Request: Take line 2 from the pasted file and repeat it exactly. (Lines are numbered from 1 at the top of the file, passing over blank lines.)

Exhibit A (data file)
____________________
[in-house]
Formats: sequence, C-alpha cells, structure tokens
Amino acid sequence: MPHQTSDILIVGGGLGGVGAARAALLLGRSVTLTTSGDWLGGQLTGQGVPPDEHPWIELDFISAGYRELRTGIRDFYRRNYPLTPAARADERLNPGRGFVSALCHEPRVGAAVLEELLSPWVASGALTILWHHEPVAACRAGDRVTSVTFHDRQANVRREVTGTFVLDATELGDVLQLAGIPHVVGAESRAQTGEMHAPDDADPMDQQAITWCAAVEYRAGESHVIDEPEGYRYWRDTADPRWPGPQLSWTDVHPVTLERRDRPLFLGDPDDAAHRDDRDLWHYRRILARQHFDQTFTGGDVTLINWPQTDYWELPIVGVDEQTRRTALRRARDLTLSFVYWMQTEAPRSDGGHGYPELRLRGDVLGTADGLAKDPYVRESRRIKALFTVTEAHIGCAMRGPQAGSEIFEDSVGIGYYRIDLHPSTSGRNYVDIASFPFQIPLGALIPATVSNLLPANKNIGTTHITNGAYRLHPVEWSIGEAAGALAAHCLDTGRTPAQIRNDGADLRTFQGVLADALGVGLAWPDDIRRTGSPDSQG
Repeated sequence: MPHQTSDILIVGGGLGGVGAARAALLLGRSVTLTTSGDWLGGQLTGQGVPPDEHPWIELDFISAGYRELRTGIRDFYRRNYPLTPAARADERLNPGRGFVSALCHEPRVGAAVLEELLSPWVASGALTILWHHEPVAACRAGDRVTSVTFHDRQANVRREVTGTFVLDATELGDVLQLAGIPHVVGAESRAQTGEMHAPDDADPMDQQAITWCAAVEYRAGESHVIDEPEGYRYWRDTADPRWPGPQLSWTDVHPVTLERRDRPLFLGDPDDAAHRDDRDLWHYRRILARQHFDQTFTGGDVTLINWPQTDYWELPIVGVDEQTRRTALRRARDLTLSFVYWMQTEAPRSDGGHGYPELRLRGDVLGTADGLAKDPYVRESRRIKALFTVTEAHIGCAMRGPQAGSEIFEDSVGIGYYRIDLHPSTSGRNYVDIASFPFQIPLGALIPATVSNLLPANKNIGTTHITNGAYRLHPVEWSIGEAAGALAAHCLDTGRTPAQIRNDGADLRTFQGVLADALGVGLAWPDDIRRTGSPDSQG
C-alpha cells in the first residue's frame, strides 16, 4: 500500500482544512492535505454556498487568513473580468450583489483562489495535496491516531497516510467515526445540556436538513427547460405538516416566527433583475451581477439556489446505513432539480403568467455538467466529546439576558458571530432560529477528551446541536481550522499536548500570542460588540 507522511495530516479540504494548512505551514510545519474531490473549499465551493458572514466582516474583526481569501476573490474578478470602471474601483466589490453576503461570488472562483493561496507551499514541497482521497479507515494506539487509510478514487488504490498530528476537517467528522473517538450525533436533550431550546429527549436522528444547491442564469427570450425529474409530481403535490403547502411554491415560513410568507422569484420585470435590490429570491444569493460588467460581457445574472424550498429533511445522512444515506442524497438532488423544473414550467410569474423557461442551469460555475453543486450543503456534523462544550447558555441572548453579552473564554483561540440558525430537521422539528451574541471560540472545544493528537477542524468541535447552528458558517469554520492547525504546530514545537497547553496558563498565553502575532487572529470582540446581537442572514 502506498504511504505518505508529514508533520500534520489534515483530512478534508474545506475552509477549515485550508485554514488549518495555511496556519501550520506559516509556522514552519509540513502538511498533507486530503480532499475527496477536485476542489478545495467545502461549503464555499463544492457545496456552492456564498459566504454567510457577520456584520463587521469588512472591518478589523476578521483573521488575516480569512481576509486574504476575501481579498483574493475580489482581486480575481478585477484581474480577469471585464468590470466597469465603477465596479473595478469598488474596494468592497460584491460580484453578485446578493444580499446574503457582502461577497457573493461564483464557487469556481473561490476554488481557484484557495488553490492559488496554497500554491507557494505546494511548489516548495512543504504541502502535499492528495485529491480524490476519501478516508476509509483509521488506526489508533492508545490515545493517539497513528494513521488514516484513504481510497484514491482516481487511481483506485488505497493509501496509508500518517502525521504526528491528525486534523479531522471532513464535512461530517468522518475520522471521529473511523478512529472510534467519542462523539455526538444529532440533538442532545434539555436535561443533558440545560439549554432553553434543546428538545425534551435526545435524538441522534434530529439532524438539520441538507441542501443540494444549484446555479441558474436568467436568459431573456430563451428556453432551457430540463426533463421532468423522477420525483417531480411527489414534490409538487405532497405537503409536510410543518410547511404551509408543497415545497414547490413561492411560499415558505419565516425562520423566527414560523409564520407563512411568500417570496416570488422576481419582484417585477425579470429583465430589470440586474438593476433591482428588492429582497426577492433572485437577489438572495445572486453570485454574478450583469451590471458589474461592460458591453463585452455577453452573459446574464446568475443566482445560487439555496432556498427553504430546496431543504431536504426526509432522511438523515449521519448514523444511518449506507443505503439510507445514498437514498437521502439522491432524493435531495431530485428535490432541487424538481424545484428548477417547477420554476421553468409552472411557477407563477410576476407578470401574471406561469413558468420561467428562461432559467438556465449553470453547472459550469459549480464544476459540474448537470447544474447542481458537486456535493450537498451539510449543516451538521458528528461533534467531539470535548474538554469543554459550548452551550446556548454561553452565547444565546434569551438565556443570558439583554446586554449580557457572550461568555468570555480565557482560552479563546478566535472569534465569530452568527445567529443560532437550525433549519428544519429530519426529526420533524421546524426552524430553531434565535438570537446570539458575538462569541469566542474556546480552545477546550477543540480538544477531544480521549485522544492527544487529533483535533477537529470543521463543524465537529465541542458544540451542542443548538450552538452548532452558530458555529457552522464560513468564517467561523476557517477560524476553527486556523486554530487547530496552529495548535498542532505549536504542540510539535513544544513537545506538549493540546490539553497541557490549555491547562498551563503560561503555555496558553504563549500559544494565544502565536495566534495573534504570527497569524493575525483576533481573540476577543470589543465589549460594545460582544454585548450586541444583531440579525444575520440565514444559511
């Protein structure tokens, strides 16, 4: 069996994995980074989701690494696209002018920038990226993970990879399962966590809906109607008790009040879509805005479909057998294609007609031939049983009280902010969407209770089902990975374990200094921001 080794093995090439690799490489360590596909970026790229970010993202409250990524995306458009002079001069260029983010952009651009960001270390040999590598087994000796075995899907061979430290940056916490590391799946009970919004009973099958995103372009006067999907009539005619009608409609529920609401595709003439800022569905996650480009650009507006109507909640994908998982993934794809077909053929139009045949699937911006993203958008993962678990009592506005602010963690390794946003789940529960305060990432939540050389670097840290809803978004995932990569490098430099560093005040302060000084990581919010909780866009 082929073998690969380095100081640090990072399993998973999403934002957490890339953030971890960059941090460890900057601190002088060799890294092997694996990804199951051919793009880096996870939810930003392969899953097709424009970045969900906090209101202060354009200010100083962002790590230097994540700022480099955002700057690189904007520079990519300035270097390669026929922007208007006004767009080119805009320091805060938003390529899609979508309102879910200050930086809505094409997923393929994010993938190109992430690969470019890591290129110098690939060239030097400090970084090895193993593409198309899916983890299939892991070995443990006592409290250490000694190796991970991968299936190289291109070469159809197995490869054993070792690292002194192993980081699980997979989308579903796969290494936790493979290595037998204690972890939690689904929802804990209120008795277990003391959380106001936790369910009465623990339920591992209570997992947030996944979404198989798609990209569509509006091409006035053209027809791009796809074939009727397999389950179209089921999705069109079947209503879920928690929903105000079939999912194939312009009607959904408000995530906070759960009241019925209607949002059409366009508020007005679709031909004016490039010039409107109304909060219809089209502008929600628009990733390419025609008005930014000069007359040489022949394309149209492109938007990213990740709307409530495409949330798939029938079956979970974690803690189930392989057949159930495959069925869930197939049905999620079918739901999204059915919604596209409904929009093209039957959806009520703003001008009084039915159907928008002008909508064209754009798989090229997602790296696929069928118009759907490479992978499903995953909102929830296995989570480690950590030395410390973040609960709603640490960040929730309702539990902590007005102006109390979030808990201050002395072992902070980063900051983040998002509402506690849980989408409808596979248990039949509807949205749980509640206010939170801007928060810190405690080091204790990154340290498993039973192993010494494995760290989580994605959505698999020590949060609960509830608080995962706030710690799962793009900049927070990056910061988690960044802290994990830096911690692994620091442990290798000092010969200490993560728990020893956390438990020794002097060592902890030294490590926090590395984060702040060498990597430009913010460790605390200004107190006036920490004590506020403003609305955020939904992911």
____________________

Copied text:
Formats: sequence, C-alpha cells, structure tokens